*In the days since we started collecting signatures for this petition, the arrested students and faculty have been released on bail. However, we strongly condemn their arrest in the first place, and the violence faced by them, and firmly stand with the on-going movement at the University of Hyderabad.

Signed by:

  1. Kriti Budhiraja, Graduate student, Sociology
  2. Miray Philips, Graduate student, Sociology
  3. Suvadip Sinha, Faculty
  4. Siddharth Bharath Iyengar, Graduate student, Ecology, Evolution and Behavior
  5. Naomi Scheman, Faculty, Philosophy and Gender, Women, & Sexuality Studies
  6. Akshya Saxena, Graduate student, Comparative Literature
  7. Abir Bazaz, Graduate student
  8. Harshit Rathi, Graduate student, Cultural Studies and Comparative Literature
  9. Richa Nagar, Faculty, College of Liberal Arts
  10. Ferdinand Mwaka Chipindi, Graduate student, Organizational Leadership, Policy and Development
  11. Mauricio Leon, Graduate student, Humphrey School of Public Affairs
  12. Gloria Goodwin Raheja, Faculty, Anthropology
  13. Maria Mendez, Graduate student, Political Science
  14. Michael Goldman, Faculty
  15. Ana Claudia dos Santos Sao Bernardo, Graduate student, Spanish and Portuguese
  16. Jigna Desai, Faculty, Gender, Women, and Sexuality Studies
  17. Quynh Pham, Graduate student, Political Science
  18. Cristy Portales, Graduate student, Ecology, Evolution and Behavior
  19. Lalit Batra, Graduate student, Geography
  20. Kai Bosworth, Graduate student, Geography
  21. Anuradha Sajjanhar, Graduate student, Sociology
  22. Devika Narayan, Graduate student, Sociology
  23. Julia Corwin, Graduate student, Geography
  24. Anindita Chatterjee, Graduate student, Geography, environment and society
  25. Peyton Ginakes, Graduate student, Dept of Horticultural Science
  26. V. V. Ganeshananthan , Faculty, English & Creative Writing
  27. K Rahul Sharma, Graduate student, Public Affairs
  28. Ketaki Jaywant, Graduate student, History
  29. Adey Almohsen, Graduate student, History
  30. Robin Wright, Graduate student, Geography, Environment, and Society
  31. Sravanthi Kollu, Graduate student, Asian Languages and Literatures
  32. Nina Asher, Faculty, Curriculum and Instruction, CEHD
  33. Nithya Rajan, Graduate student, Gender, Women and Sexuality Studies
  34. Keavy McFadden, Graduate student, Geography
  35. Isabel Arriagada, Graduate student, CLA
  36. Joseph Getzoff, Graduate student, Geography
  37. Sian Butcher, Graduate student, Geography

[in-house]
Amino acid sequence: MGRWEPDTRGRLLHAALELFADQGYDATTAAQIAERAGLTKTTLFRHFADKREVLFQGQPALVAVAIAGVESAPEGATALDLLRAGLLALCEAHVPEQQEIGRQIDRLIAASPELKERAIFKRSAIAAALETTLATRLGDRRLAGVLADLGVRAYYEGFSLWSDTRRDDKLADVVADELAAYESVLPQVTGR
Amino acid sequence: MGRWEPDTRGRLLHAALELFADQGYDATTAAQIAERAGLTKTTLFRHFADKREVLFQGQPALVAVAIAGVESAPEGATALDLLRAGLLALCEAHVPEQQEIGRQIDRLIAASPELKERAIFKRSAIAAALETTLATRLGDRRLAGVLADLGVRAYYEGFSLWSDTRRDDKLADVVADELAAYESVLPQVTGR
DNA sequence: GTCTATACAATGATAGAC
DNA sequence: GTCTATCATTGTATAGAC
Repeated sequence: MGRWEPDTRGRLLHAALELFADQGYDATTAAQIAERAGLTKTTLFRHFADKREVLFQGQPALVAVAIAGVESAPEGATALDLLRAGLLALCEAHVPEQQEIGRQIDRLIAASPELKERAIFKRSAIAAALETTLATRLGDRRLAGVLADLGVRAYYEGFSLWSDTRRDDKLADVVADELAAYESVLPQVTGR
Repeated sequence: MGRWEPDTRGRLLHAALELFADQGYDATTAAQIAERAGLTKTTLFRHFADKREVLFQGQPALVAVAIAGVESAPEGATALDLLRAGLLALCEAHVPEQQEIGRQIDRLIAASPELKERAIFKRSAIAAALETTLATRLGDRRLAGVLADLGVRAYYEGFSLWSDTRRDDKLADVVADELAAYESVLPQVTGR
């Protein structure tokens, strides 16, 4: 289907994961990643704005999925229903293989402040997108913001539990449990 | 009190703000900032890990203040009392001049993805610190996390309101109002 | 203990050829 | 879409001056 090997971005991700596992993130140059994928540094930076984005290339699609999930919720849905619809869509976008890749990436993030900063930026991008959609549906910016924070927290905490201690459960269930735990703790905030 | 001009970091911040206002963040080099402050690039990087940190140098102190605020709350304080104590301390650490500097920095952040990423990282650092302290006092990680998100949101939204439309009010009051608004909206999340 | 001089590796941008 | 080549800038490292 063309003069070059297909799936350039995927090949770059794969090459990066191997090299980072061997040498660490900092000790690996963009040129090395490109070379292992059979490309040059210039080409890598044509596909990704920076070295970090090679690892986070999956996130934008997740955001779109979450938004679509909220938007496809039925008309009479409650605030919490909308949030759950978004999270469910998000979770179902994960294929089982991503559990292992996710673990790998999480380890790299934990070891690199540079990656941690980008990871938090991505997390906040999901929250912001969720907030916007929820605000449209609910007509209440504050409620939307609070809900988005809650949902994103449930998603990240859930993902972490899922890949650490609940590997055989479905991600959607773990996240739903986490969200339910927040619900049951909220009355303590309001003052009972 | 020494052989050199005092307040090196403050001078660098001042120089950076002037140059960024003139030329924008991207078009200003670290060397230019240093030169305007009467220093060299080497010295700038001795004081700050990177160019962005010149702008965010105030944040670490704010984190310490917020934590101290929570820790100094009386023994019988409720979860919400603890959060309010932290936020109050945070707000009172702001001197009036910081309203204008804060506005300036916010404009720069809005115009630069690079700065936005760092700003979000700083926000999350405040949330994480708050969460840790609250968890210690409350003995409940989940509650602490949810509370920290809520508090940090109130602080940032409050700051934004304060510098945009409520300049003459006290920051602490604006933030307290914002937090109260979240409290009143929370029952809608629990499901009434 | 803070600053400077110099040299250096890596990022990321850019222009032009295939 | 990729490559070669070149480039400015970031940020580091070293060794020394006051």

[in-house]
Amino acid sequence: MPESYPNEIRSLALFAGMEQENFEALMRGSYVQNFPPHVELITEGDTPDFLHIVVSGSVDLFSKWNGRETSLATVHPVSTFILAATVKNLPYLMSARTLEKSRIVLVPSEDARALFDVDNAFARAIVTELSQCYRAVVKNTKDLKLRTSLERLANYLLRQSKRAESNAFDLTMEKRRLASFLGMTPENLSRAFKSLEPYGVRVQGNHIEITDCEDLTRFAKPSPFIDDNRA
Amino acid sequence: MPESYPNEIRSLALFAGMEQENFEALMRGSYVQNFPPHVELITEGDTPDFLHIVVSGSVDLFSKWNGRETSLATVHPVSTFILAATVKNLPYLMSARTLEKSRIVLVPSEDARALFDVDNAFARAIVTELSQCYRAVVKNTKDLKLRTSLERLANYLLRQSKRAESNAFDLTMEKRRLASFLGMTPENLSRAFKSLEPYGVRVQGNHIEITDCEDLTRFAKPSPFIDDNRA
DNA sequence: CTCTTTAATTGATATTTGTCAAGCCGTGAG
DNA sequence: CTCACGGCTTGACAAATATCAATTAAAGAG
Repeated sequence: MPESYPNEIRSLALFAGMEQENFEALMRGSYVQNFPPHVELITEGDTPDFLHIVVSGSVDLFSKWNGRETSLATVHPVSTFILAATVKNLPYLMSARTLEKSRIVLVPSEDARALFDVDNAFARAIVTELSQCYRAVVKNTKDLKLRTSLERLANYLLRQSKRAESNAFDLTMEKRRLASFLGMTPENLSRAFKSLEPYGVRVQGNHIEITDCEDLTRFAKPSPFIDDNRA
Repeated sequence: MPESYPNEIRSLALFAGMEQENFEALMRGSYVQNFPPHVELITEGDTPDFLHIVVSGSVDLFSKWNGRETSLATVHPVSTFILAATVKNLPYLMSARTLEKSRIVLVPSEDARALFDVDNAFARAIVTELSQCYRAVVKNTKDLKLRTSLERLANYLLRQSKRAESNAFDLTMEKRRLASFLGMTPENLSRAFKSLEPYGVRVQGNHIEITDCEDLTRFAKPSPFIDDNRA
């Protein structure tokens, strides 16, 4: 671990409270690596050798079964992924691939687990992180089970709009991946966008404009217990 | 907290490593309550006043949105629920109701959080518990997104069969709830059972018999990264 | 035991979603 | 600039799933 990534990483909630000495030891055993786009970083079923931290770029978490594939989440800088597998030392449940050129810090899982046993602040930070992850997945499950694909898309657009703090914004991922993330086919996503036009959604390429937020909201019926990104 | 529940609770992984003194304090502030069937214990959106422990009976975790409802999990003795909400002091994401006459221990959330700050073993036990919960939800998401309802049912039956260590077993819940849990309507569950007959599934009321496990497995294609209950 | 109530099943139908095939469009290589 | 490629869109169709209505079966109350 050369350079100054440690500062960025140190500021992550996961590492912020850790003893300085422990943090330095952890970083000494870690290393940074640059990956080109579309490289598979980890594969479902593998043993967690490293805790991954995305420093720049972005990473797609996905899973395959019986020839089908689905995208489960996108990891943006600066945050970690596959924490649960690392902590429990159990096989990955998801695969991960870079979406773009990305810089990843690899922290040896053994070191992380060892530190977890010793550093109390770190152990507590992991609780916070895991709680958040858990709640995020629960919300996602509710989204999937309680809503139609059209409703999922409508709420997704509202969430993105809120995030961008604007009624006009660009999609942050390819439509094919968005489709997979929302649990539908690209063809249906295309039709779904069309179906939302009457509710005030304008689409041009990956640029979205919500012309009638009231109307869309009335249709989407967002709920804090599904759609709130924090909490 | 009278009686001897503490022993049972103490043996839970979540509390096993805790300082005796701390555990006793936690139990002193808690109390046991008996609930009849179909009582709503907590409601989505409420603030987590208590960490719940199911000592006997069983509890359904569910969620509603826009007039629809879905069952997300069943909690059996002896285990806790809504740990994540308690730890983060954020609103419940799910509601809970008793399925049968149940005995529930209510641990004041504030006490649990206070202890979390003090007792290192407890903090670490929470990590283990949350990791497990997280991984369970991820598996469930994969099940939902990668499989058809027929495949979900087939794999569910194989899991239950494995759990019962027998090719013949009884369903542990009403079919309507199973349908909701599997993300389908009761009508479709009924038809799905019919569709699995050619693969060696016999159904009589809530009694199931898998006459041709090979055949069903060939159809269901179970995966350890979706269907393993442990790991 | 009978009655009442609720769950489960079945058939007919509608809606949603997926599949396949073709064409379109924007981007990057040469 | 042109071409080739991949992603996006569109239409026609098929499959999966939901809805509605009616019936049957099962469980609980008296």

38. Elliot James Graduate student    History
  39. Sonali Pahwa, Faculty
  40. Keya Ganguly, Faculty, Cultural Studies and Comparative Literature
  41. Sarah Saddler, Graduate student, Theatre arts and dance
  42. Mayank Kohli, Graduate student, Ecology, Evolution, Behavior
  43. Richard Barnes, Former Staff/ Faculty/ Fellows/ Visiting Scholars and Other Affiliates, EEB
  44. Chip Chang, Graduate student, American Studies
  45. Allison Nobles, Graduate student, Sociology
  46. Matt Gunther, Graduate student, Sociology
  47. Gwendolin McCrea, Graduate student, Geography, Environment and Society
  48. Soham Patel, Graduate student, American Studies
  49. Abhay Doshi, Graduate student, Department of English
  50. Alex Manning, Graduate student, Sociology
  51. Maria Rebolleda-Gomez, Graduate student, Ecology, Evolution and Behavior
  52. Sara Musaifer, Graduate student, Comparative and International Development Education (CIDE)
  53. jim saliba, Graduate student , Sociology
  54. Jose Manuel Santillana, Graduate student, Gender, Women and Sexuality Studies Department
  55. Elena Hristova, Graduate student, Communication Studies/Critical Media Studies
  56. Sungok Hong, Faculty, ALL
  57. Meryl Lodge, Graduate student, Anthropology
  58. Rahsaan Mahadeo, Graduate student, Sociology
  59. Anthony Jimenez, Graduate student, Sociology


2 thoughts on “University of Minnesota Stands in Solidarity with the University of Hyderabad”

  1. While the students and staff have been released bowing to international and national pressure, a lot still remains to be done. In the first, the pressure must continue to sustain for a longer period as the VC is still rooted in his seat and casteist politics of the ruling fanatics has not died down. Rohith family has not received justice and the cases against the arrested have not been fully withdrawn. This needs further strengthening of movement and more support from foreign countries along with Indian communities of all walks of life. There are , as Robert Frost said, “…miles to go…”!!